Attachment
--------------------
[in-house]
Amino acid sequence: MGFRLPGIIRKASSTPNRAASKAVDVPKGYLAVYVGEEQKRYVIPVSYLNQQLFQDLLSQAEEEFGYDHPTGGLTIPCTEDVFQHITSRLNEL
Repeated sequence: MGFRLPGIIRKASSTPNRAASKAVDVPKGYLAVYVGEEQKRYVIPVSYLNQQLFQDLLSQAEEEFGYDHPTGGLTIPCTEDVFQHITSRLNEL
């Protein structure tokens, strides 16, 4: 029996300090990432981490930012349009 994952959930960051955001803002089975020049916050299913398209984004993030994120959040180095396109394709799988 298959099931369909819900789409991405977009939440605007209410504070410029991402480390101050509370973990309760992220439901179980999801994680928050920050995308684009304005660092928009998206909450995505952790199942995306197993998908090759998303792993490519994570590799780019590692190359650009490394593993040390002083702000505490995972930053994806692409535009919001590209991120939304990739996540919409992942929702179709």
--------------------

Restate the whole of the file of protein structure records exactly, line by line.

[in-house]
Amino acid sequence: MGFRLPGIIRKASSTPNRAASKAVDVPKGYLAVYVGEEQKRYVIPVSYLNQQLFQDLLSQAEEEFGYDHPTGGLTIPCTEDVFQHITSRLNEL
Repeated sequence: MGFRLPGIIRKASSTPNRAASKAVDVPKGYLAVYVGEEQKRYVIPVSYLNQQLFQDLLSQAEEEFGYDHPTGGLTIPCTEDVFQHITSRLNEL
């Protein structure tokens, strides 16, 4: 029996300090990432981490930012349009 994952959930960051955001803002089975020049916050299913398209984004993030994120959040180095396109394709799988 298959099931369909819900789409991405977009939440605007209410504070410029991402480390101050509370973990309760992220439901179980999801994680928050920050995308684009304005660092928009998206909450995505952790199942995306197993998908090759998303792993490519994570590799780019590692190359650009490394593993040390002083702000505490995972930053994806692409535009919001590209991120939304990739996540919409992942929702179709």